Of course, even if you don’t have a plan in place, decisions must still be made. You’ll have financial concerns that need to be addressed. There will be ongoing medical issues that will require some type of decision-making as well. Your family won’t be able to provide that decision-making without the proper authorization, though, and that means that they’ll have to contact the probate court to seek guardianship over your affairs. Unfortunately, a court-ordered guardianship isn’t always all that it’s made out to be.
The court may choose the same person that you would have selected in your incapacity plan, but there’s no way to guarantee that. It’s also possible that you’ll end up with your interests being represented by someone you never would have chosen. The most effective way to ensure that your decisions are made by someone you fully trust is to create an incapacity plan and select your own agent to represent your financial and medical interests.
Without a Plan, Your Assets Could be at Risk
Of course, guardianship can have more of a negative impact than mere inconvenience and stress for your loved ones. There is a financial cost to it all too – and those costs will end up being paid by your estate. Yes, that’s right; when you are provided a guardian by the court, you end up paying for all those costs. That includes court costs and attorney’s fees, as well as any stipend provided to the guardian for his or her services.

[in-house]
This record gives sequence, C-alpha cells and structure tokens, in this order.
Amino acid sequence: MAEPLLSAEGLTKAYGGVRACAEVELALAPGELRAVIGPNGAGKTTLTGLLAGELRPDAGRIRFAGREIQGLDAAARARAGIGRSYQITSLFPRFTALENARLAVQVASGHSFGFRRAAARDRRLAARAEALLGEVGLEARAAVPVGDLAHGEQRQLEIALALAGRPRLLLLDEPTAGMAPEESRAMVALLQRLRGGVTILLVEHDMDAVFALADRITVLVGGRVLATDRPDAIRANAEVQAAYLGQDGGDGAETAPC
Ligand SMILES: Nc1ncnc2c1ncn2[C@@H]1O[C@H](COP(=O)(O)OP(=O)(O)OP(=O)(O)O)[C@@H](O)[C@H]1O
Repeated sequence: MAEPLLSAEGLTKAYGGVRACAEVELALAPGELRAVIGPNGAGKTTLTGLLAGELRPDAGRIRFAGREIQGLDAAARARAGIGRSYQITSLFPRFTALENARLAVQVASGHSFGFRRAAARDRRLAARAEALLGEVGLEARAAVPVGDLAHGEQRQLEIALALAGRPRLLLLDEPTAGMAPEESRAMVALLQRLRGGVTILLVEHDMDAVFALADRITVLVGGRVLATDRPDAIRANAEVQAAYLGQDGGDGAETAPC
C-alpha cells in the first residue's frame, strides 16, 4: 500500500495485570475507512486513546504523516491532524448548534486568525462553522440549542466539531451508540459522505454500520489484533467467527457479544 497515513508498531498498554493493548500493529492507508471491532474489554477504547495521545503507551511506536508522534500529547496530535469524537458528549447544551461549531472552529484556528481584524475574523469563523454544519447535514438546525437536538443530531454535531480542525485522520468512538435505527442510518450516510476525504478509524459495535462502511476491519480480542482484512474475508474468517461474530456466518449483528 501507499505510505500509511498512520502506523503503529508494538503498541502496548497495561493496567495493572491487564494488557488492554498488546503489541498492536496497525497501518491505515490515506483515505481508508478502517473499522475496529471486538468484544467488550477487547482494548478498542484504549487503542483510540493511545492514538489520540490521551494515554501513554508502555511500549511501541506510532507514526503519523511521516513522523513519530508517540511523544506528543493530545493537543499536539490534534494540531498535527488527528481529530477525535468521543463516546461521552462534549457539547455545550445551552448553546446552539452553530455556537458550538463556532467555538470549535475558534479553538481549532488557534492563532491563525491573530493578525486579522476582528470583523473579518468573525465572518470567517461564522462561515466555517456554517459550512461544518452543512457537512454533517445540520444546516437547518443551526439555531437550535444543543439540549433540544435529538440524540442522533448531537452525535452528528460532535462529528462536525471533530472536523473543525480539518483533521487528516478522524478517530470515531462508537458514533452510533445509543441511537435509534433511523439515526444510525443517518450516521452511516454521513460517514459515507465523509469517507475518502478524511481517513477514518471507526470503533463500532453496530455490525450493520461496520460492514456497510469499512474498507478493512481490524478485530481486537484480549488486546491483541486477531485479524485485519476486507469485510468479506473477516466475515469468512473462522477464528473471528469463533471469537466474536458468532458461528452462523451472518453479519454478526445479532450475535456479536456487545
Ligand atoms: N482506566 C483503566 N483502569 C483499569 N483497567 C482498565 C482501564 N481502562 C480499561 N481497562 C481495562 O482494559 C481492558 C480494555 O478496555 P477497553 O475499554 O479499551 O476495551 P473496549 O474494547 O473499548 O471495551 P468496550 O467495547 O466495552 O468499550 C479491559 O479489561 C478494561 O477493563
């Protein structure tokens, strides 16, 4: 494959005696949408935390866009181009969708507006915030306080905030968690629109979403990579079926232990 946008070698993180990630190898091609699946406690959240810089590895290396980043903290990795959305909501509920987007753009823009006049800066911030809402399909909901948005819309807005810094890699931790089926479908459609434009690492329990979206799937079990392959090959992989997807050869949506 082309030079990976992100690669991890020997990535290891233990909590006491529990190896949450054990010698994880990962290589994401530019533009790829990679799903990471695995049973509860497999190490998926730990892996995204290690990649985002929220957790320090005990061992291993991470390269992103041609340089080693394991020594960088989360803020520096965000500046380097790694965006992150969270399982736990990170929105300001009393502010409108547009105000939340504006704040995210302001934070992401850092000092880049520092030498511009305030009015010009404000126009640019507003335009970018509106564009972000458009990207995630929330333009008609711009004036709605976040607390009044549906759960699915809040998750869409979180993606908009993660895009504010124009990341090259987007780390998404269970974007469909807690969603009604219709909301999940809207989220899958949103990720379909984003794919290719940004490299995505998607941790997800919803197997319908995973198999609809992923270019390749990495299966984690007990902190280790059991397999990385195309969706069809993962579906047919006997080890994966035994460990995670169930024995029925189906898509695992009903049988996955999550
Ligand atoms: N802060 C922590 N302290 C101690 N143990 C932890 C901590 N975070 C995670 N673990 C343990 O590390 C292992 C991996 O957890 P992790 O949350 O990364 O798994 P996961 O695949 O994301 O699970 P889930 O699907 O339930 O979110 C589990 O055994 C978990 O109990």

Over time, those costs can be substantial. In fact, there are instances in which incapacitated individuals have their entire estates consumed by the costs of guardianship. And even if that doesn’t happen, your wealth can still be at risk if your guardian fails to exercise the appropriate level of fiscal responsibility or engages in questionable behavior. Fraud and negligence are real concerns.
Your Family Deserves Peace of Mind
Stress and anxiety can afflict the family members of incapacitated persons, and the lack of a coherent incapacity plan can magnify those concerns. Family stress can even turn into conflict in cases where members of your family have different opinions with respect to how you want your affairs managed. All this conflict can result in schisms that tear the family apart, as your incapacitation becomes a stumbling block that does lasting damage to the relationships that bind your loved ones together. You owe it to your loved ones to ensure that you’ve done everything possible to avoid that potential conflict and give your family members the peace of mind they deserve.
Naturally, there’s no law that says that you must have an incapacity plan in place to protect your interests when illness or injury occur, but the very real benefits of having that protection are simply too great to ignore. At Frank & Kraft, Attorneys at Law, our incapacity planning team understands how important it is for everyone to have these protections, and will work with you to ensure that your loved ones have the peace of mind they deserve. If you’re ready to safeguard your interests and help your family avoid the stress and costs associated with guardianship, call today at (317) 684-1100, or contact us at our website.
Mr. Kraft assists clients primarily in the areas of estate planning and administration, Medicaid planning, federal and state taxation, real estate and corporate law, bringing the added perspective of an accounting background to his work.